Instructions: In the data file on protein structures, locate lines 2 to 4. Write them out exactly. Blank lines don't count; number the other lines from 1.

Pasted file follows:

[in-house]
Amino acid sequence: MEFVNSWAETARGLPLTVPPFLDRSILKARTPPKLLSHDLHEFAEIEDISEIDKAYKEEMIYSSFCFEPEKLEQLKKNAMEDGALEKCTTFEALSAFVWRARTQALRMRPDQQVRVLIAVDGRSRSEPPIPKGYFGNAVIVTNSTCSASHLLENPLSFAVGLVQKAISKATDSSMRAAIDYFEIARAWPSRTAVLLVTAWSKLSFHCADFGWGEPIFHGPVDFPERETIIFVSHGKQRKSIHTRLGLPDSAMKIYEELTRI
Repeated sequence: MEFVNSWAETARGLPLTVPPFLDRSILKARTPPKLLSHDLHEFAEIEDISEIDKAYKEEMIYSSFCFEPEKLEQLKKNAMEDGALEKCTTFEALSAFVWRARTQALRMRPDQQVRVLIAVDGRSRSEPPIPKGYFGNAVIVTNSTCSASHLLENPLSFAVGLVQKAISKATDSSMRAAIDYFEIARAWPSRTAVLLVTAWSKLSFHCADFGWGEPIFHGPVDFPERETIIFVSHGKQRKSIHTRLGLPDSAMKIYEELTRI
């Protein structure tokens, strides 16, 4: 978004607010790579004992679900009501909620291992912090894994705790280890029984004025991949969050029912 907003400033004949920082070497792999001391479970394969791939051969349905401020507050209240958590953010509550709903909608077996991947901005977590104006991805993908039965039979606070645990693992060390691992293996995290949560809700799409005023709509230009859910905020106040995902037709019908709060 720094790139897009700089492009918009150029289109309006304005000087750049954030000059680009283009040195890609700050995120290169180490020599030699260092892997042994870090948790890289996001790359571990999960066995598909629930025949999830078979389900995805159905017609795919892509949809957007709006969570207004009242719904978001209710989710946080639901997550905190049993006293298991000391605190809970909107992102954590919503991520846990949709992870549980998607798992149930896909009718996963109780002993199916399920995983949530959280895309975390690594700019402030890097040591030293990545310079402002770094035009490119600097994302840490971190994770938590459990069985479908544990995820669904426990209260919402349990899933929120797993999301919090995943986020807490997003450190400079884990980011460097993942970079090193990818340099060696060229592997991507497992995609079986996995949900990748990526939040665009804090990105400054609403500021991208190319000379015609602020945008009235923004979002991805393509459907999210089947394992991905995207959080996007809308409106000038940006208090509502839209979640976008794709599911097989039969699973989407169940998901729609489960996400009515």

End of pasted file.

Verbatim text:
Amino acid sequence: MEFVNSWAETARGLPLTVPPFLDRSILKARTPPKLLSHDLHEFAEIEDISEIDKAYKEEMIYSSFCFEPEKLEQLKKNAMEDGALEKCTTFEALSAFVWRARTQALRMRPDQQVRVLIAVDGRSRSEPPIPKGYFGNAVIVTNSTCSASHLLENPLSFAVGLVQKAISKATDSSMRAAIDYFEIARAWPSRTAVLLVTAWSKLSFHCADFGWGEPIFHGPVDFPERETIIFVSHGKQRKSIHTRLGLPDSAMKIYEELTRI
Repeated sequence: MEFVNSWAETARGLPLTVPPFLDRSILKARTPPKLLSHDLHEFAEIEDISEIDKAYKEEMIYSSFCFEPEKLEQLKKNAMEDGALEKCTTFEALSAFVWRARTQALRMRPDQQVRVLIAVDGRSRSEPPIPKGYFGNAVIVTNSTCSASHLLENPLSFAVGLVQKAISKATDSSMRAAIDYFEIARAWPSRTAVLLVTAWSKLSFHCADFGWGEPIFHGPVDFPERETIIFVSHGKQRKSIHTRLGLPDSAMKIYEELTRI
């Protein structure tokens, strides 16, 4: 978004607010790579004992679900009501909620291992912090894994705790280890029984004025991949969050029912 907003400033004949920082070497792999001391479970394969791939051969349905401020507050209240958590953010509550709903909608077996991947901005977590104006991805993908039965039979606070645990693992060390691992293996995290949560809700799409005023709509230009859910905020106040995902037709019908709060 720094790139897009700089492009918009150029289109309006304005000087750049954030000059680009283009040195890609700050995120290169180490020599030699260092892997042994870090948790890289996001790359571990999960066995598909629930025949999830078979389900995805159905017609795919892509949809957007709006969570207004009242719904978001209710989710946080639901997550905190049993006293298991000391605190809970909107992102954590919503991520846990949709992870549980998607798992149930896909009718996963109780002993199916399920995983949530959280895309975390690594700019402030890097040591030293990545310079402002770094035009490119600097994302840490971190994770938590459990069985479908544990995820669904426990209260919402349990899933929120797993999301919090995943986020807490997003450190400079884990980011460097993942970079090193990818340099060696060229592997991507497992995609079986996995949900990748990526939040665009804090990105400054609403500021991208190319000379015609602020945008009235923004979002991805393509459907999210089947394992991905995207959080996007809308409106000038940006208090509502839209979640976008794709599911097989039969699973989407169940998901729609489960996400009515």